Being a Part of It: the Benefits of Being on a Committee

Do you like being part of your academic community? Do you feel that talking to people in your field is inspiring? Maybe you should be on a Committee…

Personally I find it really exciting when I get a chance to speak to people who really understand my subject. The best conversations are the ones where I get to talk about the specific issues at play in my wider field of performance and my narrower field of circus – the chance to talk about the specific issues at play is really exciting because of the connections it inspires and the feeling of being understood.

So, last year when the chance to join the Society for Theatre Research’s New Researcher’s Network  came up, it seemed a good opportunity. I had the chance to meet and work with like-minded people with the aim of trying to think about some of the ways we could make being a PGR or ECR in the field of performance easier.

For me it also represented something slightly different: an opportunity to bring my old professional life and my newer academic life into conversation. Previously I had been a marketer who ran events and managed communications, including social media. This set of skills was something that the NRN needed, so it felt like a good way to contribute something useful.

Since I joined the NRN I’ve worked with the other person responsible for social media and publicity to set up our own blog  focused on providing useful reflections on personal experiences of research eg the ‘I-wish-I’d-known-this-when-I-started’ or descriptions of moments that changed people’s perspectives on their research. I’ve also started to organise a symposium that has given me the chance to draw on personal connections for mutual benefit, eg publicising an archive I love and drawing on the expertise of some of my personal connections. There is also something interesting in observing how these types of organisation work.

I think this is probably the key to deciding if you want to be part of a committee like the NRN. You need to be prepared to give something as well as to work out what is in it for you. For me a lot of the experience I have had has been in a range of industries such as corporate events, civil engineering/construction services (sexy!) and the charity sector. Being a part of a field-specific committee has allowed me to use those skills and make them more relevant to the academic context I am now working in, whereas for you it might be gaining them for the first time. It has also widened my network to include some great people who I am now working with who I might not have met because are research doesn’t overlap – circus meets live-streaming/Shakespeare/early modern studies anyone?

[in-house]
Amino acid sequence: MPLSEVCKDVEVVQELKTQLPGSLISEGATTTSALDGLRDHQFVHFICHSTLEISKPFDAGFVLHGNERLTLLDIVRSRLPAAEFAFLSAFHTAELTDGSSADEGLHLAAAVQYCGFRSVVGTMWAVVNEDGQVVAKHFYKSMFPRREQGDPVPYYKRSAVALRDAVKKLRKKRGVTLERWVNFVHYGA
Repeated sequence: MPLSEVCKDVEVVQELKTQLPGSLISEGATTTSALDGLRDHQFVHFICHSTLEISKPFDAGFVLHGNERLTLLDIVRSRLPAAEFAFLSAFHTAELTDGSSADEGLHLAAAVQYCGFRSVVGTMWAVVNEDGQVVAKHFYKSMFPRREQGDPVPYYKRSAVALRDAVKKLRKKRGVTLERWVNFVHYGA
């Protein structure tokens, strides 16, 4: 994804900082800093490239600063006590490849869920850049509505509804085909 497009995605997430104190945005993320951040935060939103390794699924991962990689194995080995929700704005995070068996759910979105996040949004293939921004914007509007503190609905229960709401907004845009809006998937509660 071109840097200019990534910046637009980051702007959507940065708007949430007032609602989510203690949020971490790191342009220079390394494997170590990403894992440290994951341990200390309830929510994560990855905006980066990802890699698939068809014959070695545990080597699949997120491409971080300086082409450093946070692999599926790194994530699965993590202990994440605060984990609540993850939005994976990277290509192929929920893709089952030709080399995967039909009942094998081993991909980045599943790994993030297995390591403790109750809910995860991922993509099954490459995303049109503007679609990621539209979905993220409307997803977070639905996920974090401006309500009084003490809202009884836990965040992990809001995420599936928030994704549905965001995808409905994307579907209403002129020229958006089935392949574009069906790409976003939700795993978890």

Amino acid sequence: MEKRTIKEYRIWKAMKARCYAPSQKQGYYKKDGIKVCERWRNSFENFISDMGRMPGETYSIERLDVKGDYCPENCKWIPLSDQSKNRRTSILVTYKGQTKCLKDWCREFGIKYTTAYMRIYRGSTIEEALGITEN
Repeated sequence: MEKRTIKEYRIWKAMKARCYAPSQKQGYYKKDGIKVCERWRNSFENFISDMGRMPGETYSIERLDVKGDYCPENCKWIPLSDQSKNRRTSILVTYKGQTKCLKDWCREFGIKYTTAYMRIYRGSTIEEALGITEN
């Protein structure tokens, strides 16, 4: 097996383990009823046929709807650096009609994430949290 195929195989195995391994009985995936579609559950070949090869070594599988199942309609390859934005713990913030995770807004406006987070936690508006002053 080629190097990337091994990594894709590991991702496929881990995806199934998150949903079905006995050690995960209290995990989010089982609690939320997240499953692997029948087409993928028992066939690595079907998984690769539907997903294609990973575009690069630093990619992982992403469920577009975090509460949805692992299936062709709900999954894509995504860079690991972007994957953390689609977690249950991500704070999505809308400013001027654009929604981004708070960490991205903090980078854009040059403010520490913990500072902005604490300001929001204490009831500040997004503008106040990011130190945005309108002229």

You probably can identify something else hovering underneath all of this description. I think we have to be honest that part of what being on a committee involves is a wish to make your CV more desirable. Yes, that is definitely true, but you will only get the most out of it if you are also invested in giving something back. I’d definitely recommend doing it because you’ll meet some great people and have some inspiring conversations along the way.


Author’s Bio

Kate Holmes is based in the Drama department and is in the third year of a PhD on female aerial performers of the 1920s and early 1930s. For more information on Kate’s research please see her eprofile .

This Blog has been posted with the permission of the author.

 

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